• At the same time, you will select an advisor. Faculty are not obliged to take on thesis projects, so listen to the feedback you receive from faculty and be prepared to ‘sell’ your idea to your chosen mentor. Eventually you will need to recruit a committee of three faculty members (including your advisor, two of whom must be from the Linguistics department), but many thesis projects get most of their input from a single advisor. Unlike a PhD thesis committee, an MA committee need not contain an external member (a CU faculty member from outside LING). You are welcome to invite an external member to serve as the third member of your thesis committee, but faculty members from institutions outside CU are not permitted to serve on MA thesis committees. You must have your committee in place by early March (or late October for fall graduation) of your last semester in the program. Notify the Linguistics program assistant of your committee’s composition to be recorded in your file.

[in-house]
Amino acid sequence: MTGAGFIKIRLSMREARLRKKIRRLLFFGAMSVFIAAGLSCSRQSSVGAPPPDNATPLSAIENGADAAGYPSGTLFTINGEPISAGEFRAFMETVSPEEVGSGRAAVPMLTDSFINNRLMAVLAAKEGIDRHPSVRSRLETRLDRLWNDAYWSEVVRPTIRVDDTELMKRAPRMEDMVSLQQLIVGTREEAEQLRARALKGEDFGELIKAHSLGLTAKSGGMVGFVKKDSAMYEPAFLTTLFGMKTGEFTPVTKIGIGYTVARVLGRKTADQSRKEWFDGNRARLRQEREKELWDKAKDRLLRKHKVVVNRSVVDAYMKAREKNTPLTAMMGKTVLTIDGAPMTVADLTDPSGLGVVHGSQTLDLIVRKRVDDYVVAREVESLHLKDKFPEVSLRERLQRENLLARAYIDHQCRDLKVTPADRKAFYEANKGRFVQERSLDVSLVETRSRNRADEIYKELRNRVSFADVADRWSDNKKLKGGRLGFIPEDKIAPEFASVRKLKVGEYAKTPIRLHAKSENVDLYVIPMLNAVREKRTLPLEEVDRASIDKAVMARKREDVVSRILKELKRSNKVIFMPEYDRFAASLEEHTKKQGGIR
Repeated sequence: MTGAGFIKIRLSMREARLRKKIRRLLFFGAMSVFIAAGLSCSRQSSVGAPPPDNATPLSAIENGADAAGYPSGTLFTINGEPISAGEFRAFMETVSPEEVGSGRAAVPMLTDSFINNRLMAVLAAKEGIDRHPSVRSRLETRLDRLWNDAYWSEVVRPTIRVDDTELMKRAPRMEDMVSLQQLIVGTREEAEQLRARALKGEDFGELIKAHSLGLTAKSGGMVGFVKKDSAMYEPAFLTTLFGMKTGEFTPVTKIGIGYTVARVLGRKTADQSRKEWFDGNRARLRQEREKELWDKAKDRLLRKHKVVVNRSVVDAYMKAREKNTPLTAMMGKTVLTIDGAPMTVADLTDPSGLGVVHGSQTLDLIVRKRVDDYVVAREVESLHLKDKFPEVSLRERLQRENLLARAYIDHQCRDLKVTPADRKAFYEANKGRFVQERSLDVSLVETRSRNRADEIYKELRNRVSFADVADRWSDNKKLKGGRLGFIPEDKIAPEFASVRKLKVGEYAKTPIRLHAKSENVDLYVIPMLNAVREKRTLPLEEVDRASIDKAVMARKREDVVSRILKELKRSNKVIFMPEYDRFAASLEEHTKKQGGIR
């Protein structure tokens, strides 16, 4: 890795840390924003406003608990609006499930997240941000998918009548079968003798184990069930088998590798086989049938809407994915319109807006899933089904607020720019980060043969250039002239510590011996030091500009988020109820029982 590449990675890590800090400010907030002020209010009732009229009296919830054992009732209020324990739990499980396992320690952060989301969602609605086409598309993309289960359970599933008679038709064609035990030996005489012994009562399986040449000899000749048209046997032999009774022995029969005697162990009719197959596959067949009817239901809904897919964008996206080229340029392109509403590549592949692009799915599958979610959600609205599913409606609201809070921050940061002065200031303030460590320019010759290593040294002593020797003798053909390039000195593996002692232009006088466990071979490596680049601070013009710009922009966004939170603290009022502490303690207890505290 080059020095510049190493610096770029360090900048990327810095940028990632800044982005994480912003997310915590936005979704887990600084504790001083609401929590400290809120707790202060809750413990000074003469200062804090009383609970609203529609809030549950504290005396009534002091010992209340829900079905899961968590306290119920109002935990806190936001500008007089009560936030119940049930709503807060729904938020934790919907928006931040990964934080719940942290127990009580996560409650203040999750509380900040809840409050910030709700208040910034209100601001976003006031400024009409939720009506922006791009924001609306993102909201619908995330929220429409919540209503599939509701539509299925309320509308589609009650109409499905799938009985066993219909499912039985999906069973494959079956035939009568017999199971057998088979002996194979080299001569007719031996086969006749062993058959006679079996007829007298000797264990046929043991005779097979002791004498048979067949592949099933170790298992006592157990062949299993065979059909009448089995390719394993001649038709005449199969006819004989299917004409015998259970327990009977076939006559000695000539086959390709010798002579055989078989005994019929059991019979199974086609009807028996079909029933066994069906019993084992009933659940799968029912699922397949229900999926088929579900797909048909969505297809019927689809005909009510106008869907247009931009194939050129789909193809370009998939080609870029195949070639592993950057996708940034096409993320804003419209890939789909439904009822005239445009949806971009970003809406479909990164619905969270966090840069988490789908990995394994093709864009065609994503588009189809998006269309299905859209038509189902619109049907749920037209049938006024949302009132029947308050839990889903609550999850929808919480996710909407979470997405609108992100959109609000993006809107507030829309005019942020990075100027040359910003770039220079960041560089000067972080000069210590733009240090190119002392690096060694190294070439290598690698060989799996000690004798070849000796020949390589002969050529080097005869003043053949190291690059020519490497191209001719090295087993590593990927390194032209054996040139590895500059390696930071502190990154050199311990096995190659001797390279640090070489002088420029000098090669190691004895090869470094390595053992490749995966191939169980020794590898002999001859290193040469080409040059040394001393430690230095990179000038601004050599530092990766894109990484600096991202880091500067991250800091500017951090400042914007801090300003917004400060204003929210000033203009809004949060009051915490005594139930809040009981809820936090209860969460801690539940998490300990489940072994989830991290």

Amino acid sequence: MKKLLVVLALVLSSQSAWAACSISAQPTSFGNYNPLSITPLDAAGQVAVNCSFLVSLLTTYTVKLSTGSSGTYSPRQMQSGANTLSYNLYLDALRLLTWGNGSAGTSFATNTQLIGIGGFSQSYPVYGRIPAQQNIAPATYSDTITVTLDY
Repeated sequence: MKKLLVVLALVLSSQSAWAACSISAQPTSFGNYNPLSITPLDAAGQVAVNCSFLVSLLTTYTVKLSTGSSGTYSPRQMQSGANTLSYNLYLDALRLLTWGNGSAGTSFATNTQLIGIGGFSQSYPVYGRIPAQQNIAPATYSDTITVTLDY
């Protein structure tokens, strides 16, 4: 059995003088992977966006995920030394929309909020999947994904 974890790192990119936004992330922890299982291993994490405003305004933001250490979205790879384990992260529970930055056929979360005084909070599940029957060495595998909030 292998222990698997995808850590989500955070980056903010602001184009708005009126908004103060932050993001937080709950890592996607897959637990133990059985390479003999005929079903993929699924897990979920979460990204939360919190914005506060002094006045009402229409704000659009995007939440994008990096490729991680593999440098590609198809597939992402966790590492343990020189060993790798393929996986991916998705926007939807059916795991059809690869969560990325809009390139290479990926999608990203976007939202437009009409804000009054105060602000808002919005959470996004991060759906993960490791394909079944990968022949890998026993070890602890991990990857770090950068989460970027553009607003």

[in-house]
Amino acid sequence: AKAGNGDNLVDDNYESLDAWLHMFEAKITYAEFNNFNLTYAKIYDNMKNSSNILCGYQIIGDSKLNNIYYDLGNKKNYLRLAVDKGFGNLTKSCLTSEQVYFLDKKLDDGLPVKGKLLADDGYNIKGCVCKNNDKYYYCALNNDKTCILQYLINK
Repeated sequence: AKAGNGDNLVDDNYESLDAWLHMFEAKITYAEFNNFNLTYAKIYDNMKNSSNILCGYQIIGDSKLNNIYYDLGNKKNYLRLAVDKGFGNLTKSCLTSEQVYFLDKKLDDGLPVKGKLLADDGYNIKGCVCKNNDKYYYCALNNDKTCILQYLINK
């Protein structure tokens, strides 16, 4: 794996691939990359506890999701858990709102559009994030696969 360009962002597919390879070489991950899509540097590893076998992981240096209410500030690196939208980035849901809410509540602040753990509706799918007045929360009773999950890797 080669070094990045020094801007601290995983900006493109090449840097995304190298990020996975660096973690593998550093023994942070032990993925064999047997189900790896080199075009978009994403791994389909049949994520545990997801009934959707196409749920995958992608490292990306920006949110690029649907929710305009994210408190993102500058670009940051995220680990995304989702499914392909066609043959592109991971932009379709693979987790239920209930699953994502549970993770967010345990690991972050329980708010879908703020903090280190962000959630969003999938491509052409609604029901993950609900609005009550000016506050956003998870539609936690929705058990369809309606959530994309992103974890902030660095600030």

• Start early and observe the work schedule religiously.  Scrambling to get everything done in the last two weeks of the semester is neither fun nor good scholarly methodology, and it does not endear you to your faculty committee.

The Rules

There are strict Graduate School procedures and deadlines governing the preparation and submission of the thesis.  Be sure to follow them. Linguistics administrative assistant Cynthia Clark is fully informed about the procedures and should be consulted about them. See this link for thesis formatting.Your thesis will be submitted electronically; the signed title page is also submitted.